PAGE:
Also airs:
Wednesday, September 14, 2:00A
Tuesday, September 20, 2:00P
Link Posted: 9/15/2005 5:25:26 AM EDT

And APUs are in no way used in flight for additional power. Their use in flight is Prohibited





Care to be a little more specific to type. I know quite a few planes where that statement is dead wrong.
Link Posted: 9/15/2005 5:43:48 AM EDT

Originally Posted By ZitiForBreakfast:

And APUs are in no way used in flight for additional power. Their use in flight is Prohibited





Care to be a little more specific to type. I know quite a few planes where that statement is dead wrong.



I pointed that out as well ,on page one.

The APU’s I’m familiar with as an A&P are altitude restricted but not prohibited. Where are all the ARFCOM CPL holders to back up this thread!
Link Posted: 9/15/2005 5:51:39 AM EDT

Originally Posted By John Parker:
Oooooooohhhhhhhhhh! Look at that Challanger!



I believe there are some similarities but it’s still a CRJ 200!

I’ve since moved up to it’s older brother, the CRJ 700.





But there’s still big brother out there……..the CRJ 900!

Link Posted: 9/15/2005 5:59:14 AM EDT

Originally Posted By myitinaw:
An APU produces bleed air to start an engine? How about electrical power to start an engine.

Electric motors weigh too much, bleed air is weightless and is a byproduct of APU operation.
Link Posted: 9/15/2005 7:11:31 AM EDT

Originally Posted By myitinaw:
humm...
Sounds like Flight Attendant BS
An APU [Auxillery Power Unit] more than likely is used on the ground to provide electrical power.
APUs are basicaly a jet powered generator. Internaly installed in the aft section of a jet aircraft. Ventilation systems run on electrical power. And APUs are in no way used in flight for additional power. Their use in flight is Prohibited. Hot air? well, someone may have not have turned on the A/C Compressor, so it was only cycling air that wasnt cooled. That's my 2 bits...
myit




Pray tell where the APU in a Boeing 727 is?
Link Posted: 9/15/2005 7:27:46 AM EDT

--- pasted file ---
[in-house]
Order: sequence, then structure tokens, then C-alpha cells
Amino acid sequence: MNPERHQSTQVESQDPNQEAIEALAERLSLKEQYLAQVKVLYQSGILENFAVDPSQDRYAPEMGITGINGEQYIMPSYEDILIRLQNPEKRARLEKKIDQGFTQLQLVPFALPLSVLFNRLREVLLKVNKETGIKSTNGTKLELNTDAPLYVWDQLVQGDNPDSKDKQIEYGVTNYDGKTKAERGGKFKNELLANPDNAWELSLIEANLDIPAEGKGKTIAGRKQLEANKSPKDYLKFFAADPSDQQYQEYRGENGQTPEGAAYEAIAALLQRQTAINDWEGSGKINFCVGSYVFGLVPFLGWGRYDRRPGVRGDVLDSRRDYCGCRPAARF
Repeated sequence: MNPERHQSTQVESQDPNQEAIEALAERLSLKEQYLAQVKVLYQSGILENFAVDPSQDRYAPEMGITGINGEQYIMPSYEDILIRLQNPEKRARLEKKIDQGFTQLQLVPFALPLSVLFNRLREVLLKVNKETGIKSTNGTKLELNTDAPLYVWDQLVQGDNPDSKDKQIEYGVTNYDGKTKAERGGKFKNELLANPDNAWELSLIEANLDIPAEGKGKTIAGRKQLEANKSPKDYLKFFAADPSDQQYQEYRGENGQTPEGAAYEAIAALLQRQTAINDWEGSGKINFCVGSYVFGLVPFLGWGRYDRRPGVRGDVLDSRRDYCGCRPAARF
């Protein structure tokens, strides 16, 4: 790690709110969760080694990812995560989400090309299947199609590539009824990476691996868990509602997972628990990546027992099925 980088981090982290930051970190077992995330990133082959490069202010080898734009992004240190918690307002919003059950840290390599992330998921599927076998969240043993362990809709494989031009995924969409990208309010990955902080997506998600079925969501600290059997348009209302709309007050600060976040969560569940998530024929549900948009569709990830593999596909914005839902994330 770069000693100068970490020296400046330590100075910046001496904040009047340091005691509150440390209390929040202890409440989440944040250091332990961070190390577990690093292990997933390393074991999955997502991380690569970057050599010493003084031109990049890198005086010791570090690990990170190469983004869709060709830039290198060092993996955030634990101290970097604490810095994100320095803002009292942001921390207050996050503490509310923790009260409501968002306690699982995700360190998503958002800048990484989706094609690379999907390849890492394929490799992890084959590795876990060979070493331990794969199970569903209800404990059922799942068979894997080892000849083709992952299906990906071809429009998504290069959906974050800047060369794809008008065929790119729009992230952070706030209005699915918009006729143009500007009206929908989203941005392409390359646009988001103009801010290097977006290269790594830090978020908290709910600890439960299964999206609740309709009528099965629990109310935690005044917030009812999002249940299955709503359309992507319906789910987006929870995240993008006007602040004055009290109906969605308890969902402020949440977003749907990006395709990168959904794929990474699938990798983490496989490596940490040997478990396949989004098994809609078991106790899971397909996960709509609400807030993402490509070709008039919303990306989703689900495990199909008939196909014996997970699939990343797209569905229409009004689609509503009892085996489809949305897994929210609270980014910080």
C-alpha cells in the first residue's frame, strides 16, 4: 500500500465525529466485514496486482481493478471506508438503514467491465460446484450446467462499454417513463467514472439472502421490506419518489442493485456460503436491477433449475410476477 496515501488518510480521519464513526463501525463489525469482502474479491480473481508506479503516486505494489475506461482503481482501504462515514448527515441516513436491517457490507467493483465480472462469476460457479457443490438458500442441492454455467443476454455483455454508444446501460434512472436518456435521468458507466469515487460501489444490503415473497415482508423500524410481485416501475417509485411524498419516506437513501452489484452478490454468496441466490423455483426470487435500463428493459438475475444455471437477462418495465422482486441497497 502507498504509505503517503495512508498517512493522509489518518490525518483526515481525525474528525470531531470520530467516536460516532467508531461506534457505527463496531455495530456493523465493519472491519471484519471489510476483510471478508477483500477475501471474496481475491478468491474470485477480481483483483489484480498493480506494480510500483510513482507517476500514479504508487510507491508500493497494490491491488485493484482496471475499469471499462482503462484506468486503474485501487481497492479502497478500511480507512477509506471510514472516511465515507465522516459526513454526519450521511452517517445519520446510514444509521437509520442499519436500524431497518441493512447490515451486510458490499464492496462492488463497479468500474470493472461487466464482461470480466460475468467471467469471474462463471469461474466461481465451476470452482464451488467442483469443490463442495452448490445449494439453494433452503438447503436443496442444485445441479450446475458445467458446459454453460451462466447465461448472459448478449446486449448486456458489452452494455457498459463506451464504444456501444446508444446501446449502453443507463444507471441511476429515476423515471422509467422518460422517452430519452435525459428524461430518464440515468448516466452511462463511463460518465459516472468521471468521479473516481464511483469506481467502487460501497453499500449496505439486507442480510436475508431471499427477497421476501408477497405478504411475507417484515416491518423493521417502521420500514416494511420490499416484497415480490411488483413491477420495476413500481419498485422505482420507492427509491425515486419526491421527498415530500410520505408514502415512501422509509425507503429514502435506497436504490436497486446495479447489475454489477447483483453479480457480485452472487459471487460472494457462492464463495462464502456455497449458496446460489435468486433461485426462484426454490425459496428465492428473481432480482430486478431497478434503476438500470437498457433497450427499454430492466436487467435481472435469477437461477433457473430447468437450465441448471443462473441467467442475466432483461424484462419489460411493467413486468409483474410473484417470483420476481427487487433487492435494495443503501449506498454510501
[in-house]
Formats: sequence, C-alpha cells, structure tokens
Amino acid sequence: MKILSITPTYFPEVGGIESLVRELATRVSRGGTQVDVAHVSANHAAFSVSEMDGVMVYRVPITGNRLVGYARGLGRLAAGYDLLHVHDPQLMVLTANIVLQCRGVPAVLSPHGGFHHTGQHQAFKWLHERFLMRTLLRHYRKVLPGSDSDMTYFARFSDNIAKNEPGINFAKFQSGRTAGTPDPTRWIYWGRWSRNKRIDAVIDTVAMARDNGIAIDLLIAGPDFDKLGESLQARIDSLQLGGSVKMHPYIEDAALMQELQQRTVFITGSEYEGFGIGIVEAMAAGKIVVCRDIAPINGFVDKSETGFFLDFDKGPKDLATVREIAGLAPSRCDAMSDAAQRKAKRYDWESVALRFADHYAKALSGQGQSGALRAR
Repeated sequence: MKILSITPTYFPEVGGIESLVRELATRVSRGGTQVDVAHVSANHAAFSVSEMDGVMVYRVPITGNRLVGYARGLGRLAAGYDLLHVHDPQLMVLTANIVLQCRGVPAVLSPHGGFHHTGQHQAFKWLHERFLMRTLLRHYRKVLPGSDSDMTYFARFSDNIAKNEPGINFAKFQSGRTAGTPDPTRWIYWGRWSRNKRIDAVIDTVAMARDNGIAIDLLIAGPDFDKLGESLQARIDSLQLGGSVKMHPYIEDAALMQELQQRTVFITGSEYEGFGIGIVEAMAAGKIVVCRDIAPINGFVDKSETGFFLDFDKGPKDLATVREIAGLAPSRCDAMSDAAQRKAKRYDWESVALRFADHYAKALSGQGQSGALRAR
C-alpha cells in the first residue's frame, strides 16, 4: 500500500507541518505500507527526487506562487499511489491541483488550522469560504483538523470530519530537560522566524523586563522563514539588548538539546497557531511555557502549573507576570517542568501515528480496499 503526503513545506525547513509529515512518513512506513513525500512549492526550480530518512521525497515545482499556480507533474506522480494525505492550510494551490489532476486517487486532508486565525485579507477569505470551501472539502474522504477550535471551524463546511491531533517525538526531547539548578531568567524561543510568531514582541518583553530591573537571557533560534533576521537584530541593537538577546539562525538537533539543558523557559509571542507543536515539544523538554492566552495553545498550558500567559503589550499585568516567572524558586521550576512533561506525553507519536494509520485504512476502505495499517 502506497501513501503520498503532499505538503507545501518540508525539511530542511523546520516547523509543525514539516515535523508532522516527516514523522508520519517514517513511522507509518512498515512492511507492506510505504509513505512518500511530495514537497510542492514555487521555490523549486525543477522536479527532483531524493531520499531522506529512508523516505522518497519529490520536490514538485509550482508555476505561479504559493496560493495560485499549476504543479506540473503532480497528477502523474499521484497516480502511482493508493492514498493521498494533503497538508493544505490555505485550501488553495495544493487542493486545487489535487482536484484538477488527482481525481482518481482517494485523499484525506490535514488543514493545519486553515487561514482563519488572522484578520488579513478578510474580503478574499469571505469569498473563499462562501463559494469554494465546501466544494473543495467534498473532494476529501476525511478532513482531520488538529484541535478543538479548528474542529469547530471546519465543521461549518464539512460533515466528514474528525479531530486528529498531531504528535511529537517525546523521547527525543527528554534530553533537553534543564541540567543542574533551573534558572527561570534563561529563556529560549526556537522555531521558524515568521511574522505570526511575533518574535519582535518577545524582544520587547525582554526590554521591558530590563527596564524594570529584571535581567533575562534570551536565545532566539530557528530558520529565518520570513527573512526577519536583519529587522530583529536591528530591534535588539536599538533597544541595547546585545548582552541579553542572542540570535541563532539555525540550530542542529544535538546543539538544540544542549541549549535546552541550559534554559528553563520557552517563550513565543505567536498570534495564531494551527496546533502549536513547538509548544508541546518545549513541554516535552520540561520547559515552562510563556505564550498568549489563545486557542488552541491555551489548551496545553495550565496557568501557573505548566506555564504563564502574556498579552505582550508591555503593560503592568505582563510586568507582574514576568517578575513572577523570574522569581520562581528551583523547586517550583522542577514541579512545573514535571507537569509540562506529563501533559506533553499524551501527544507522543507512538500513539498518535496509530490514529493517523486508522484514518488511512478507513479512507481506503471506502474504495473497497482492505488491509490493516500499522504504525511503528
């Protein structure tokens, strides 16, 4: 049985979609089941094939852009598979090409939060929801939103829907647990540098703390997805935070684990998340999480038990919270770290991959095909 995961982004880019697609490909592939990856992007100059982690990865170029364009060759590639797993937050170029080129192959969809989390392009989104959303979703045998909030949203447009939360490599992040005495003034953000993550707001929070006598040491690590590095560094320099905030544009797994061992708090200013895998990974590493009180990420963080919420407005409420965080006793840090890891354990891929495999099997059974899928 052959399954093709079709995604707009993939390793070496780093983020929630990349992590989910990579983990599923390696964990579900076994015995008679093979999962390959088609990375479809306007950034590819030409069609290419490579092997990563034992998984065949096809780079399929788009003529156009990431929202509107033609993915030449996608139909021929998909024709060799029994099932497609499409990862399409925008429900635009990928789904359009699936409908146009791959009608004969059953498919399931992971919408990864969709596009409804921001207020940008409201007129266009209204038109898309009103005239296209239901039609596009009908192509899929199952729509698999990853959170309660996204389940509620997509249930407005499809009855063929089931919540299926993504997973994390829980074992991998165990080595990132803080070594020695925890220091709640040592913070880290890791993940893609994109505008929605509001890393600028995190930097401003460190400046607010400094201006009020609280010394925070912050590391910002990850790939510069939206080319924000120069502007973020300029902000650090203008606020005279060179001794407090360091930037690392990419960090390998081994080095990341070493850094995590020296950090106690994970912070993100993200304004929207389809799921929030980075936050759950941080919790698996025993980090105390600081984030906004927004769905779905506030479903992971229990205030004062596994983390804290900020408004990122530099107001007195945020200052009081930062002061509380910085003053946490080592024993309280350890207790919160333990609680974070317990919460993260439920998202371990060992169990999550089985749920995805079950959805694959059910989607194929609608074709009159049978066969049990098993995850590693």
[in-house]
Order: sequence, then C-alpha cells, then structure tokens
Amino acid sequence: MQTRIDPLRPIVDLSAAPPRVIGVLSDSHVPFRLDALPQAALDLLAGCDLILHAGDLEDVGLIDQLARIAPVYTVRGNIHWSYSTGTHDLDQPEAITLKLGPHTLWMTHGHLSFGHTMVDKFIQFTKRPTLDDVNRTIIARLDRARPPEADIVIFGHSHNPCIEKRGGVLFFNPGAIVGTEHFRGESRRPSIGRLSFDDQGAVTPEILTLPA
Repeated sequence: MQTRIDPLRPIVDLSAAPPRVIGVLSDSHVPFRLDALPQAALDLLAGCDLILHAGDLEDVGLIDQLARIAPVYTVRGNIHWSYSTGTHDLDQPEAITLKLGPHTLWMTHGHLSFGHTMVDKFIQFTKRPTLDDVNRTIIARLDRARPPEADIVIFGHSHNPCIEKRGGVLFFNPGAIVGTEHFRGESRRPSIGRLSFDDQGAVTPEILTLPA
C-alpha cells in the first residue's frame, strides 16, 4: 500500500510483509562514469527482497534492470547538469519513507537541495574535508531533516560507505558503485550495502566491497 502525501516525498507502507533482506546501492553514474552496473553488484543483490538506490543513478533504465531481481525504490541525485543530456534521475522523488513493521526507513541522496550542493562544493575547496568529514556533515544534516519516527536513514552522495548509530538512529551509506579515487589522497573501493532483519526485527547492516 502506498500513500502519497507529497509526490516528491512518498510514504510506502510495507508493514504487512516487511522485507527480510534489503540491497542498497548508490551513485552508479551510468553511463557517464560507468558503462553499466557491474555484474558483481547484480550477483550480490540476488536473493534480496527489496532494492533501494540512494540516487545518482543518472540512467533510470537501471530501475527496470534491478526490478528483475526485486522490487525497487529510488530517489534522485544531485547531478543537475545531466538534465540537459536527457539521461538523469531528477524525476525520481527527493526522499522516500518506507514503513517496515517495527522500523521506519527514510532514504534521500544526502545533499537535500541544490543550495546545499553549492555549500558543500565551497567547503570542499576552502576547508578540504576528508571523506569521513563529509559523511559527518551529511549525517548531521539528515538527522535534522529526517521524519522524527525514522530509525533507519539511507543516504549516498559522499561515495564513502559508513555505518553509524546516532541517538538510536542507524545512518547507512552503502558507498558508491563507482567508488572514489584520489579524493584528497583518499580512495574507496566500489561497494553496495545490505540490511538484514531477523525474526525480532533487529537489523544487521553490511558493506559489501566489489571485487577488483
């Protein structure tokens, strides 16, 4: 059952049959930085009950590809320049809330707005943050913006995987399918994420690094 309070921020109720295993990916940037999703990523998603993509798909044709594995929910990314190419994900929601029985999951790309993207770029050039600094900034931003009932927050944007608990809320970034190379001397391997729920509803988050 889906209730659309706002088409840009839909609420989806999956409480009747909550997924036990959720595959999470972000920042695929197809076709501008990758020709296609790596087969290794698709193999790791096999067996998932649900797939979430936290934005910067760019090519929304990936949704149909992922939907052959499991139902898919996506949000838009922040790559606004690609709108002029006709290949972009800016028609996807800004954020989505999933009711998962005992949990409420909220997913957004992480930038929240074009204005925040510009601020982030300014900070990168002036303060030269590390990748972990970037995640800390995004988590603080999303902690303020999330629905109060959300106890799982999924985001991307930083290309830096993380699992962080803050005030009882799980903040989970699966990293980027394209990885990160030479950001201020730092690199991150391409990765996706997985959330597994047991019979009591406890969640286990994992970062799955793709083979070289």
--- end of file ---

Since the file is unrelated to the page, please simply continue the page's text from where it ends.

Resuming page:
Originally Posted By QUIB:

Originally Posted By ZitiForBreakfast:

And APUs are in no way used in flight for additional power. Their use in flight is Prohibited





Care to be a little more specific to type. I know quite a few planes where that statement is dead wrong.



I pointed that out as well ,on page one.

The APU’s I’m familiar with as an A&P are altitude restricted but not prohibited. Where are all the ARFCOM CPL holders to back up this thread!



I quit flying in late 2000 I guess I do not count anymore.

Every heavy type I was rated on, APU's could be used in flight.

Link Posted: 9/15/2005 7:33:01 AM EDT
[Last Edit: 9/15/2005 7:34:46 AM EDT by rkbar15]

Originally Posted By DeltaAir423:

Pray tell where the APU in a Boeing 727 is?



Was an APU not available when the 727 was first introduced?

"The auxiliary power unit, or APU in the Boeing 727 is a small turbine engine mounted between the main wheel wells. it draws air from the wheel well area for combustion and cooling and exhausts through louvers in the top of the right wing root."

www.boeing-727.com/Data/systems/infoapu.html
Link Posted: 9/15/2005 7:38:47 AM EDT

Originally Posted By AROKIE:
I would have gotten the fuck off right then.



Can't, you cause 'trouble' in ANY way and your a terrorist.
Link Posted: 9/15/2005 7:49:42 AM EDT
The depth of knowledge here will never cease to amaze me.
Link Posted: 9/15/2005 2:03:43 PM EDT

Originally Posted By rkbar15:

Originally Posted By DeltaAir423:

Pray tell where the APU in a Boeing 727 is?



Was an APU not available when the 727 was first introduced?

"The auxiliary power unit, or APU in the Boeing 727 is a small turbine engine mounted between the main wheel wells. it draws air from the wheel well area for combustion and cooling and exhausts through louvers in the top of the right wing root."

www.boeing-727.com/Data/systems/infoapu.html




True, true. An APU was a complete afterthought on the 727. Infact it is the only aircraft I know of that the APU is not to be used in flight. (due to it's location) Also an interesting tidbit is that if you were to do an APU fire test while it is running, you will initate an auto shutdown.


Just don't always make sweeping general statments. The 727 will show to be the exception to several rules when it comes to aviation.
Link Posted: 9/15/2005 2:19:43 PM EDT

Originally Posted By rkbar15:

Originally Posted By Keith_J:
The first one was the Gimili glider. Major FU but not nearly as bad as the AirCan that had an in-flight leak. Since this was a newer scAirbus with glass cockpit, they noticed the loss of fuel trim and did a cross transfer, dumping fuel into the leaking system!

This was a trans Atlantic flight. Both engines quit when the tanks ran dry. They glided over 100 nautical miles to a dead stick landing on an AFB in the Azores!!!!! Dug some impressive ruts after the tires failed due to lack of reversers! Shut the runway for a month.

Now THAT was a scary landing. But all survived.



I saw documentaries about both the Gimli Glider and the Air Transat Airbus. The Air Transat one is coming up again on 09-20.

National Geographic Channel

Flying on Empty

An Air Transat Airbus runs out of fuel over the Atlantic and has to glide to a power-free landing. Air Emergency explores the causes that contributed to this near catastrophe and shows how the crew managed to glide to a safe landing.

Also airs:
Wednesday, September 14, 2:00A
Tuesday, September 20, 2:00P


I saw that too...IIRC it was an episode of "Seconds From Disaster"